The recent breach at Capital One brings to the forefront the concerns companies have about moving personal information to the Cloud. It shouldn’t.
The incident, which involved a rogue former employee of AWS, suggests the conditions that allowed the breach to manifest are not necessarily related to where the data was hosted, but how it was protected. At the heart of the matter is the question of technical controls: how effective are they at protecting sensitive data, and how adequately they operate.
Companies, including banks, should continue moving personal information to the Cloud. As noted in the WSJ following the disclosure of the breach “By 2023, banks globally are forecast to spend more than $53 billion on public cloud infrastructure and data services, up from $24.3 billion this year.”
Controlling Data in the Cloud
There are three areas of controls to protect personal information that is hosted in the Cloud:
Controlled Cloud Migration – Companies should decide which data elements should be moved to the Cloud and which shouldn’t, and diligently adhere to those decisions. Controlling the migration of data should be done any time personal information is introduced to a new environment, Cloud or otherwise; call it Privacy-by-Design, Security-by-Design, or plain common sense. Controlled migration means that the data elements of interest are detected through reliable objective means—not through surveys, interviews or cursory examination—so the risk profile of the new environment can be reliably determined.
Conditional Obfuscation – For those new to this fun term, programming code is often obfuscated to protect intellectual property and prevent an attacker from reverse engineering a proprietary software program. Different authorized users have different needs for access to data. Obfuscating the data elements that are not needed for a particular purpose, especially when those data elements are sensitive, is the first step in proactively controlling damage.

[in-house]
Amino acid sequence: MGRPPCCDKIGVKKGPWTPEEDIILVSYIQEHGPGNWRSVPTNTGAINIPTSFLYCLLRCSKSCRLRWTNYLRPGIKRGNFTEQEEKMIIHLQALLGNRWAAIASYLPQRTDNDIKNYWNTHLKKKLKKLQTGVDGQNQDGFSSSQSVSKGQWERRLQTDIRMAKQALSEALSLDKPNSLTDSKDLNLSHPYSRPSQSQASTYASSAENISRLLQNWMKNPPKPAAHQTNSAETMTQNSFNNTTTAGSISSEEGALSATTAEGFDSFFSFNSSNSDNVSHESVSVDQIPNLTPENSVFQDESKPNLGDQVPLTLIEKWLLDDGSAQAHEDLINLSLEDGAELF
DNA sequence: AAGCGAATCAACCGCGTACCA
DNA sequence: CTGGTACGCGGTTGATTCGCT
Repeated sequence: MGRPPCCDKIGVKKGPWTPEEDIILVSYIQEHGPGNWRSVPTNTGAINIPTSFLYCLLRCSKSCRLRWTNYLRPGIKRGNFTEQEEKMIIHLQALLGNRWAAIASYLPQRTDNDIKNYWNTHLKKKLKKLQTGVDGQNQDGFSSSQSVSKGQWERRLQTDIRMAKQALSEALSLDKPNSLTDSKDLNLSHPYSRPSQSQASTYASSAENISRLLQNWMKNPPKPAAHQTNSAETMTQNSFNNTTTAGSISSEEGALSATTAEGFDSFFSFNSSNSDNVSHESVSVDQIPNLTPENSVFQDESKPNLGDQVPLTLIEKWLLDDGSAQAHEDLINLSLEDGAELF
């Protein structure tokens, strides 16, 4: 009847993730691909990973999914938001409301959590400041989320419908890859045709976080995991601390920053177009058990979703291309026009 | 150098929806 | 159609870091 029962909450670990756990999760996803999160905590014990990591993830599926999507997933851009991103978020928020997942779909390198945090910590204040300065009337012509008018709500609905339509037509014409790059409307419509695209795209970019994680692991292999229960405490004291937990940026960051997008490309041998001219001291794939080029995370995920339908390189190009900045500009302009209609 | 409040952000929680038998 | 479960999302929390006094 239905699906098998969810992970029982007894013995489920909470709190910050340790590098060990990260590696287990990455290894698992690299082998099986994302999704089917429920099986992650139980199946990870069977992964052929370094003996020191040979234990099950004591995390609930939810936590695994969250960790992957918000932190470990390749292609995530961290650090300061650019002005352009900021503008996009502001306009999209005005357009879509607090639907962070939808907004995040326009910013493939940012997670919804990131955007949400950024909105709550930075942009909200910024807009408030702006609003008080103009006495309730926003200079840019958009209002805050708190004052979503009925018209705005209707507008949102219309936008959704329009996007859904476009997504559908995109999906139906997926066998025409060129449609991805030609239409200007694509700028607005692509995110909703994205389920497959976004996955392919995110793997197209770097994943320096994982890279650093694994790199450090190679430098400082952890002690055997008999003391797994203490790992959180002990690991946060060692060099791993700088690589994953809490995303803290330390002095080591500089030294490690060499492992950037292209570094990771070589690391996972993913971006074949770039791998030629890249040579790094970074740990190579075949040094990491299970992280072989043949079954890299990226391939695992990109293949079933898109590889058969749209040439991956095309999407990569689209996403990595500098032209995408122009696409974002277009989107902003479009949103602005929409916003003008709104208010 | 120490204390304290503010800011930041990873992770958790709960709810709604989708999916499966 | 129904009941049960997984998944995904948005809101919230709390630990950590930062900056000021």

User A and User B may both have access to the same repository, but each of them should only see those date elements their role requires, and it is very likely that neither of them will ever be able to see all the data elements in the repository. Conditional Obfuscation also applies when the data is being used. Companies may expect authorized users to process personal information during work hours but need to make decisions on governance such as if the same data should be made available during odd hours or the weekend. The answer for many companies is probably not.
Monitor for the Telltale Signs of a Breach – Breaches often represent an anomalous behavior on a data set. Trends of how authorized users process personal information can be learned by data protection tools, and exceptions to those trends should trigger alerts about a brewing incident. Trends can apply to the volume of data accessed, when it is accessed and what is being done with it (e.g., downloads of multiple datasets late at night).
Data protection controls may not be able to prevent all breaches, but they can certainly limit their scope and impact on both companies and the individuals the personal information pertains to.
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